1. A pinecone (Try a fruit shop!)
2. A bucket full of water
1. At first examine the pinecone very closely and Note the position of any seeds.
2. Record the observation.
3. Now submerge the pinecone in the bucket of water and leave it for an hour.
4. Record if there is any change in its appearance in every fifteen minutes.
5. After one hour remove the pinecone from the bucket of water and place it in a sunny spot.
6. Examine the pinecone in every thirty minutes until it returns to its former condition.
1. When the pinecone was submerged in water its bracts or scales should close.
2. Once out of the water it takes much longer for the pinecones to reopen its bracts or scales than to close them down.
Pine trees use pinecones to protect their seeds. The scales or bracts of the pinecone close around the seeds when the conditions are too harsh or dangerous for the survival of their seeds. The scales are opened to release the seeds when the circumstances are alright. In a rainy weather the ground becomes damp. So there is a very good chance that the seeds of pinecone will rot before they even have a chance to sprout out. Under these circumstances the scales or bracts of the pinecone closes. This was demonstrated in this experiment by submerging the pinecone into the bucket of water. The reason that the pinecone takes longer to reopen than it took to close in the first place also has to do with protecting the seeds. By doing that it actually protects the seeds from excess moisture. By staying closed until the circumstances dry up considerably the pinecone actually makes sure that the seed rotting chances are as minimized as possible. So as you can see there is a very intelligent and efficient mechanism installed inside the pinecone to protect its seeds as well as to protect its future successors!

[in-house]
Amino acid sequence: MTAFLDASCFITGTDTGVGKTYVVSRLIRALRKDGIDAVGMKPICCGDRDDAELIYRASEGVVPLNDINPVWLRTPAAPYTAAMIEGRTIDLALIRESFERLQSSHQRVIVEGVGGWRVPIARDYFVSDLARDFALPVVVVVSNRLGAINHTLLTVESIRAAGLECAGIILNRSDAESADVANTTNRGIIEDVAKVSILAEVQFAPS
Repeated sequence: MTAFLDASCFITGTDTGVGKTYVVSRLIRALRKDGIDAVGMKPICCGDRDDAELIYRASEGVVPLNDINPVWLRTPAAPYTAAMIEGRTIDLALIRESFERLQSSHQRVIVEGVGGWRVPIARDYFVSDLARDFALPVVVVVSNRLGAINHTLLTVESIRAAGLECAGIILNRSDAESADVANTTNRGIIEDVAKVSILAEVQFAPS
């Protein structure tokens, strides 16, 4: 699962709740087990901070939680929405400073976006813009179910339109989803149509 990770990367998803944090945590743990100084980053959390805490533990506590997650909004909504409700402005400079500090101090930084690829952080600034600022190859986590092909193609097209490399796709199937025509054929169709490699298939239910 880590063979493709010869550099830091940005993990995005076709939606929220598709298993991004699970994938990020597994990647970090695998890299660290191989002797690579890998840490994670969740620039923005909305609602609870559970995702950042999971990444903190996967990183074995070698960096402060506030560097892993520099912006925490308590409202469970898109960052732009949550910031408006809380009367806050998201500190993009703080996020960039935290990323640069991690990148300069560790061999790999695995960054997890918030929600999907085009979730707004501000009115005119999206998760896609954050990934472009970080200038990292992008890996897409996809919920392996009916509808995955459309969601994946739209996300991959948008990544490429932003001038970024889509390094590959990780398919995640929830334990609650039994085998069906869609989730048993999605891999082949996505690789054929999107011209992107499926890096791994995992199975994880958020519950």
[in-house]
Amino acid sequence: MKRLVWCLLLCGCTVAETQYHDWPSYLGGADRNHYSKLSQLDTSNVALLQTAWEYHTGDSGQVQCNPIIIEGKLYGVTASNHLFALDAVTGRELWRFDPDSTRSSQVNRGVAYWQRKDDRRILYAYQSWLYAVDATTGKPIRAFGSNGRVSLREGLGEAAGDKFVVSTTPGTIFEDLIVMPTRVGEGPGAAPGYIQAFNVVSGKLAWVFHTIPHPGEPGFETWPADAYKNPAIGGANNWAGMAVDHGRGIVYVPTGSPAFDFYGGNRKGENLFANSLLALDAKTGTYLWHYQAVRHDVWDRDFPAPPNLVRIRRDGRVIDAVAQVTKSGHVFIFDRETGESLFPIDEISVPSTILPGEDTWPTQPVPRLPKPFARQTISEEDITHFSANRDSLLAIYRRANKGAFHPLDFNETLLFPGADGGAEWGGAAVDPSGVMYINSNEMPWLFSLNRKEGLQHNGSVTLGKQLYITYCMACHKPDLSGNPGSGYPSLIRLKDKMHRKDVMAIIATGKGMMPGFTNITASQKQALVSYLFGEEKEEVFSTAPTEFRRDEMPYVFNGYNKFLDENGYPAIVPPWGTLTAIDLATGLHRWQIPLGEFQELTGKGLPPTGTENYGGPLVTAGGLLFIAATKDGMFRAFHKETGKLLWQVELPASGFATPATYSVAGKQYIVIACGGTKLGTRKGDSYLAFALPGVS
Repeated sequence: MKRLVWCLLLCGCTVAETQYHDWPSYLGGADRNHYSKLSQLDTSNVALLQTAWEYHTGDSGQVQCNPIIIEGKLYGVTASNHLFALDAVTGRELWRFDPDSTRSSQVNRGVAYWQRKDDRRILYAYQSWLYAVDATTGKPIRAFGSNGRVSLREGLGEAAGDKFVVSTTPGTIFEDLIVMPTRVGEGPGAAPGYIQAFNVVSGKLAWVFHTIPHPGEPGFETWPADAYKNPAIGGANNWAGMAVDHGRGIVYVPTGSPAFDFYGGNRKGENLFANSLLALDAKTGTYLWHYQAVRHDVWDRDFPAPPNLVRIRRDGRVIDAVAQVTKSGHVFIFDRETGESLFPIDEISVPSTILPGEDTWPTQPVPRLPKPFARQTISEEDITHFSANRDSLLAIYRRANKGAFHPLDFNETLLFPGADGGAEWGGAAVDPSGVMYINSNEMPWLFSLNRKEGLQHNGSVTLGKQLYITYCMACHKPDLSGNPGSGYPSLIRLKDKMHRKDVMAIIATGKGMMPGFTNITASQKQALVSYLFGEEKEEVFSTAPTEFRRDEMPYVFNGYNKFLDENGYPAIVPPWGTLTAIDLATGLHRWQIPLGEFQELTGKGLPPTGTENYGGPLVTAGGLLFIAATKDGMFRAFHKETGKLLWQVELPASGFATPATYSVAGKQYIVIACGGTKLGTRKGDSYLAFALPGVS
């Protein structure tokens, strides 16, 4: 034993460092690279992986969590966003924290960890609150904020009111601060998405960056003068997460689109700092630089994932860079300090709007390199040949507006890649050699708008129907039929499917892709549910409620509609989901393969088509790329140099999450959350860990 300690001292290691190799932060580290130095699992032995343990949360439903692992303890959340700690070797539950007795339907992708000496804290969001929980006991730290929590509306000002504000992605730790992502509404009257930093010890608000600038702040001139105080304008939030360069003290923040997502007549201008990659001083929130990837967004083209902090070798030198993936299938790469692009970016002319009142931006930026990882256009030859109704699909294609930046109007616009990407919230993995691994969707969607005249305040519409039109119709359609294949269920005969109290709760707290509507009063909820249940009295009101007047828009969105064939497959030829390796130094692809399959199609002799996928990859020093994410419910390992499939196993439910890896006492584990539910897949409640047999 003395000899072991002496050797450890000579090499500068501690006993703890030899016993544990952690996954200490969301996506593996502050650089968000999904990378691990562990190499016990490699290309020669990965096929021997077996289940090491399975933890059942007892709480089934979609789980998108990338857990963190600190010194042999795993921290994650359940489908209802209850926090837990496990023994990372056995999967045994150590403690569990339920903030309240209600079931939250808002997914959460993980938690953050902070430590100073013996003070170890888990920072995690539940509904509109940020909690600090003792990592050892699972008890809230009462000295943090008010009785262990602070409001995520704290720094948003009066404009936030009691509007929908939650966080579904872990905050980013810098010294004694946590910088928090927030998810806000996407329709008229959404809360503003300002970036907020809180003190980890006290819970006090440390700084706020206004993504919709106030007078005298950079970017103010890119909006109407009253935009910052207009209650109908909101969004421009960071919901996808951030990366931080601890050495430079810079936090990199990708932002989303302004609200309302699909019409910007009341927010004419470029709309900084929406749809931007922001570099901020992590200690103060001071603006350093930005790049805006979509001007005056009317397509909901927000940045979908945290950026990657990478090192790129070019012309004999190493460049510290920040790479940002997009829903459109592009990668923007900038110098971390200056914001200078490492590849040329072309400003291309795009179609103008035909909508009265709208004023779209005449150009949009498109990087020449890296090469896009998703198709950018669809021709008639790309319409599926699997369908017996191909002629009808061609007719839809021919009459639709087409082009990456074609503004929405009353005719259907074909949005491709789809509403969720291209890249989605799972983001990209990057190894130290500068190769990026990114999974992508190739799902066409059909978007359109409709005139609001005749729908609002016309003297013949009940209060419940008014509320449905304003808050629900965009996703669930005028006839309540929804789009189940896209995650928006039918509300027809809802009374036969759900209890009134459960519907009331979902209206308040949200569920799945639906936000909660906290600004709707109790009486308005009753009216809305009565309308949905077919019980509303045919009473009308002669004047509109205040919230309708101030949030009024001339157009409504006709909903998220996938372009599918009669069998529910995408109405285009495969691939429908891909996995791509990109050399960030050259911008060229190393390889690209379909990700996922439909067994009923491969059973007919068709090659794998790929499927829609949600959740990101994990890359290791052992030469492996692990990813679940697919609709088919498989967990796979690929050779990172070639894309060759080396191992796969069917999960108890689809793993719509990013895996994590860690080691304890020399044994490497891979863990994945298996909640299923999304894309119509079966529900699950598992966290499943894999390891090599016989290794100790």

MORE EXPERIMENTS FOR YOU:
1. Submerge the pinecone in the oil to see what happens (After submerge don’t try to eat it).
2. Submerge the pinecone in salted water to see what happens.
3. Submerge the pinecone in alcohol to see what happens (After submerge don’t try to eat it).4. Submerge only half of the pinecone in the water and keep the other half out of the water. See if only half of its body scales or bracts have closed or something else happened.